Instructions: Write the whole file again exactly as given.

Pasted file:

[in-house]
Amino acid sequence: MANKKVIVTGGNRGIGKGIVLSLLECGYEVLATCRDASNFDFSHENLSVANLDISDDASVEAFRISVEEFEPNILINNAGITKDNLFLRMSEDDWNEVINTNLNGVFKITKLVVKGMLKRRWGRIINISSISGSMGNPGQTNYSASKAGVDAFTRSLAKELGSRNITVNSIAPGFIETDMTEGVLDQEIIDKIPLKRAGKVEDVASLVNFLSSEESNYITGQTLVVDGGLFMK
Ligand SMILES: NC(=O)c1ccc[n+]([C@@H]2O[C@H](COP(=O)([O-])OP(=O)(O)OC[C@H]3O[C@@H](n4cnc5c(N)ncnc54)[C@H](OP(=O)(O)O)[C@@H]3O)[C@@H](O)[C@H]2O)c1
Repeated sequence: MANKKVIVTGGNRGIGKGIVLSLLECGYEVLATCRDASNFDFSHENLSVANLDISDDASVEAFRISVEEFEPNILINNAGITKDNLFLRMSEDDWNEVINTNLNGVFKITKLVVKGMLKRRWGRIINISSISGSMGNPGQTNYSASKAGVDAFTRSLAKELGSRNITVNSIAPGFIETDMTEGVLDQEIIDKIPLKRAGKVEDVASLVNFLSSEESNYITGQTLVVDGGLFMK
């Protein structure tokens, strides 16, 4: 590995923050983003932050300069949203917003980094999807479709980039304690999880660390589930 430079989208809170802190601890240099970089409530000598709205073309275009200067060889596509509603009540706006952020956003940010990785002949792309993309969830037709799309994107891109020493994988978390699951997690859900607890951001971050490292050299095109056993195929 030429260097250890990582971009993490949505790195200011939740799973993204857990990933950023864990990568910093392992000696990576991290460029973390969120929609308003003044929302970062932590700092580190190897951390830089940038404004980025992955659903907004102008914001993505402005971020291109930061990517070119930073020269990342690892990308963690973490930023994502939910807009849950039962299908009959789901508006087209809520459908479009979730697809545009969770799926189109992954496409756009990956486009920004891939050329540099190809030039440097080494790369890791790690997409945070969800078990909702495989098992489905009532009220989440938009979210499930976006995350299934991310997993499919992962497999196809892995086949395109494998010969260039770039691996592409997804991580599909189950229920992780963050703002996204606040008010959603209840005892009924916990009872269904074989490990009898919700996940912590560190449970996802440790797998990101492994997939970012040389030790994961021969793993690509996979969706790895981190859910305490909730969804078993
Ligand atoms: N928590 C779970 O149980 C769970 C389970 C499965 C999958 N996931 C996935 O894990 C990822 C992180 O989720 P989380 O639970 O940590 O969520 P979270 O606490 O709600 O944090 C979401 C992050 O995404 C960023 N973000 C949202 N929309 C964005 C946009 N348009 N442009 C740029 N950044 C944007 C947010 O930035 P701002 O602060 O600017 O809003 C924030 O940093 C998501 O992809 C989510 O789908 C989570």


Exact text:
[in-house]
Amino acid sequence: MANKKVIVTGGNRGIGKGIVLSLLECGYEVLATCRDASNFDFSHENLSVANLDISDDASVEAFRISVEEFEPNILINNAGITKDNLFLRMSEDDWNEVINTNLNGVFKITKLVVKGMLKRRWGRIINISSISGSMGNPGQTNYSASKAGVDAFTRSLAKELGSRNITVNSIAPGFIETDMTEGVLDQEIIDKIPLKRAGKVEDVASLVNFLSSEESNYITGQTLVVDGGLFMK
Ligand SMILES: NC(=O)c1ccc[n+]([C@@H]2O[C@H](COP(=O)([O-])OP(=O)(O)OC[C@H]3O[C@@H](n4cnc5c(N)ncnc54)[C@H](OP(=O)(O)O)[C@@H]3O)[C@@H](O)[C@H]2O)c1
Repeated sequence: MANKKVIVTGGNRGIGKGIVLSLLECGYEVLATCRDASNFDFSHENLSVANLDISDDASVEAFRISVEEFEPNILINNAGITKDNLFLRMSEDDWNEVINTNLNGVFKITKLVVKGMLKRRWGRIINISSISGSMGNPGQTNYSASKAGVDAFTRSLAKELGSRNITVNSIAPGFIETDMTEGVLDQEIIDKIPLKRAGKVEDVASLVNFLSSEESNYITGQTLVVDGGLFMK
């Protein structure tokens, strides 16, 4: 590995923050983003932050300069949203917003980094999807479709980039304690999880660390589930 430079989208809170802190601890240099970089409530000598709205073309275009200067060889596509509603009540706006952020956003940010990785002949792309993309969830037709799309994107891109020493994988978390699951997690859900607890951001971050490292050299095109056993195929 030429260097250890990582971009993490949505790195200011939740799973993204857990990933950023864990990568910093392992000696990576991290460029973390969120929609308003003044929302970062932590700092580190190897951390830089940038404004980025992955659903907004102008914001993505402005971020291109930061990517070119930073020269990342690892990308963690973490930023994502939910807009849950039962299908009959789901508006087209809520459908479009979730697809545009969770799926189109992954496409756009990956486009920004891939050329540099190809030039440097080494790369890791790690997409945070969800078990909702495989098992489905009532009220989440938009979210499930976006995350299934991310997993499919992962497999196809892995086949395109494998010969260039770039691996592409997804991580599909189950229920992780963050703002996204606040008010959603209840005892009924916990009872269904074989490990009898919700996940912590560190449970996802440790797998990101492994997939970012040389030790994961021969793993690509996979969706790895981190859910305490909730969804078993
Ligand atoms: N928590 C779970 O149980 C769970 C389970 C499965 C999958 N996931 C996935 O894990 C990822 C992180 O989720 P989380 O639970 O940590 O969520 P979270 O606490 O709600 O944090 C979401 C992050 O995404 C960023 N973000 C949202 N929309 C964005 C946009 N348009 N442009 C740029 N950044 C944007 C947010 O930035 P701002 O602060 O600017 O809003 C924030 O940093 C998501 O992809 C989510 O789908 C989570």